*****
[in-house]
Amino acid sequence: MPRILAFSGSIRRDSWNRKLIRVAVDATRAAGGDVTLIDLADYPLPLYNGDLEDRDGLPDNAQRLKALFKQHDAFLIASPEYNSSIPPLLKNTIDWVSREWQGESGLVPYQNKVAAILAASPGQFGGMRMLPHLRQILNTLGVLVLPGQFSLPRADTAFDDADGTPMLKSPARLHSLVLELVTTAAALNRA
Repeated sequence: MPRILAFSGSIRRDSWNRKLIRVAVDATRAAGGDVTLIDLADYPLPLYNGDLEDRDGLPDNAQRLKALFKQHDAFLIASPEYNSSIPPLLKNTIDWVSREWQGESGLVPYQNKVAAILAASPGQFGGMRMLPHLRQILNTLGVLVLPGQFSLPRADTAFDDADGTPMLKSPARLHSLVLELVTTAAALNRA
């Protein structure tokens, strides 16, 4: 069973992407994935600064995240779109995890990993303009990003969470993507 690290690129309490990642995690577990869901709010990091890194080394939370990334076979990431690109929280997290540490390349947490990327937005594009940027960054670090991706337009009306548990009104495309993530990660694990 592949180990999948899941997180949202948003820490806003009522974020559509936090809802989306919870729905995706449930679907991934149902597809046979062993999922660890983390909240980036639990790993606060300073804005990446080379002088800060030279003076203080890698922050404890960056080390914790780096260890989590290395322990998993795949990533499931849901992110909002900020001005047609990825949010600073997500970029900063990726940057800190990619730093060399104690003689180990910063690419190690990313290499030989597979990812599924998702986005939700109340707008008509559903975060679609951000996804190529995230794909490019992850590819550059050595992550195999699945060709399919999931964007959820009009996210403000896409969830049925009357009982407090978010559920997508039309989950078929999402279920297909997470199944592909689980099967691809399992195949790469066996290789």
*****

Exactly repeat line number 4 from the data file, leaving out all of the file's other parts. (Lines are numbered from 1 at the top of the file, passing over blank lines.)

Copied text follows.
């Protein structure tokens, strides 16, 4: 069973992407994935600064995240779109995890990993303009990003969470993507 690290690129309490990642995690577990869901709010990091890194080394939370990334076979990431690109929280997290540490390349947490990327937005594009940027960054670090991706337009009306548990009104495309993530990660694990 592949180990999948899941997180949202948003820490806003009522974020559509936090809802989306919870729905995706449930679907991934149902597809046979062993999922660890983390909240980036639990790993606060300073804005990446080379002088800060030279003076203080890698922050404890960056080390914790780096260890989590290395322990998993795949990533499931849901992110909002900020001005047609990825949010600073997500970029900063990726940057800190990619730093060399104690003689180990910063690419190690990313290499030989597979990812599924998702986005939700109340707008008509559903975060679609951000996804190529995230794909490019992850590819550059050595992550195999699945060709399919999931964007959820009009996210403000896409969830049925009357009982407090978010559920997508039309989950078929999402279920297909997470199944592909689980099967691809399992195949790469066996290789």